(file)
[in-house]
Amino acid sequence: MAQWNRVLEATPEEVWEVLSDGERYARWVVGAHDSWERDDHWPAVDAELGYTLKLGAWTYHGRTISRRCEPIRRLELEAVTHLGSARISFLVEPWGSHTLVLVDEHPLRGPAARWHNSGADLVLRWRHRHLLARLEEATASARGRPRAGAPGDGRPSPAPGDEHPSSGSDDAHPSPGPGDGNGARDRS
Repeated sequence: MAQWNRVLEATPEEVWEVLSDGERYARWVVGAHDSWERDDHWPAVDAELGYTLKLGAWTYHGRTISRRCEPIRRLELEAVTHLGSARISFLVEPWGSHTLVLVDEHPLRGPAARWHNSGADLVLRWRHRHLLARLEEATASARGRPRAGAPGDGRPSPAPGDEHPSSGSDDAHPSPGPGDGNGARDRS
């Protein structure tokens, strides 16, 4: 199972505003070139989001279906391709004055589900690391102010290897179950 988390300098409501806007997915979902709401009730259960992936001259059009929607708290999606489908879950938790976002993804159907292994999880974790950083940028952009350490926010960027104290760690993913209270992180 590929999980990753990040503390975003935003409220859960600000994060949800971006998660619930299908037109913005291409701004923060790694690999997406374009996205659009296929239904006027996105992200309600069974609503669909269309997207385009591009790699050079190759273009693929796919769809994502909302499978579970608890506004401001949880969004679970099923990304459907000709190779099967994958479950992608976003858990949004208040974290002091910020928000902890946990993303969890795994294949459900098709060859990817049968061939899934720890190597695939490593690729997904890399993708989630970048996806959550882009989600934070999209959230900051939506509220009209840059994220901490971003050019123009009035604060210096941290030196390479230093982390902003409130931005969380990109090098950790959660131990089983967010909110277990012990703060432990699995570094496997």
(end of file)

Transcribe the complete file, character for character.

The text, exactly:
[in-house]
Amino acid sequence: MAQWNRVLEATPEEVWEVLSDGERYARWVVGAHDSWERDDHWPAVDAELGYTLKLGAWTYHGRTISRRCEPIRRLELEAVTHLGSARISFLVEPWGSHTLVLVDEHPLRGPAARWHNSGADLVLRWRHRHLLARLEEATASARGRPRAGAPGDGRPSPAPGDEHPSSGSDDAHPSPGPGDGNGARDRS
Repeated sequence: MAQWNRVLEATPEEVWEVLSDGERYARWVVGAHDSWERDDHWPAVDAELGYTLKLGAWTYHGRTISRRCEPIRRLELEAVTHLGSARISFLVEPWGSHTLVLVDEHPLRGPAARWHNSGADLVLRWRHRHLLARLEEATASARGRPRAGAPGDGRPSPAPGDEHPSSGSDDAHPSPGPGDGNGARDRS
């Protein structure tokens, strides 16, 4: 199972505003070139989001279906391709004055589900690391102010290897179950 988390300098409501806007997915979902709401009730259960992936001259059009929607708290999606489908879950938790976002993804159907292994999880974790950083940028952009350490926010960027104290760690993913209270992180 590929999980990753990040503390975003935003409220859960600000994060949800971006998660619930299908037109913005291409701004923060790694690999997406374009996205659009296929239904006027996105992200309600069974609503669909269309997207385009591009790699050079190759273009693929796919769809994502909302499978579970608890506004401001949880969004679970099923990304459907000709190779099967994958479950992608976003858990949004208040974290002091910020928000902890946990993303969890795994294949459900098709060859990817049968061939899934720890190597695939490593690729997904890399993708989630970048996806959550882009989600934070999209959230900051939506509220009209840059994220901490971003050019123009009035604060210096941290030196390479230093982390902003409130931005969380990109090098950790959660131990089983967010909110277990012990703060432990699995570094496997």